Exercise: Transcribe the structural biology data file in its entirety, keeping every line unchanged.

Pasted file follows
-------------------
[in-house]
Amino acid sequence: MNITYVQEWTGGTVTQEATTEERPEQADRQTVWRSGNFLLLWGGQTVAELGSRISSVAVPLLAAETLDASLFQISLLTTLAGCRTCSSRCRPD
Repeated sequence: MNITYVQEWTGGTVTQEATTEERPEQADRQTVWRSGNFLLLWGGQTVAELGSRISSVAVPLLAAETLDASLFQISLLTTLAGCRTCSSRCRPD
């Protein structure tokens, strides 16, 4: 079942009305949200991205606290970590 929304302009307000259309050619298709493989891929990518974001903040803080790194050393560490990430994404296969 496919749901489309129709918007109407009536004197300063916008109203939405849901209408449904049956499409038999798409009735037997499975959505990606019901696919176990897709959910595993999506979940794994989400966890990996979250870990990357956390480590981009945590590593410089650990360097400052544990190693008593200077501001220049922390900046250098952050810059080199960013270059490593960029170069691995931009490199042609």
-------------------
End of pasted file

[in-house]
Amino acid sequence: MNITYVQEWTGGTVTQEATTEERPEQADRQTVWRSGNFLLLWGGQTVAELGSRISSVAVPLLAAETLDASLFQISLLTTLAGCRTCSSRCRPD
Repeated sequence: MNITYVQEWTGGTVTQEATTEERPEQADRQTVWRSGNFLLLWGGQTVAELGSRISSVAVPLLAAETLDASLFQISLLTTLAGCRTCSSRCRPD
């Protein structure tokens, strides 16, 4: 079942009305949200991205606290970590 929304302009307000259309050619298709493989891929990518974001903040803080790194050393560490990430994404296969 496919749901489309129709918007109407009536004197300063916008109203939405849901209408449904049956499409038999798409009735037997499975959505990606019901696919176990897709959910595993999506979940794994989400966890990996979250870990990357956390480590981009945590590593410089650990360097400052544990190693008593200077501001220049922390900046250098952050810059080199960013270059490593960029170069691995931009490199042609």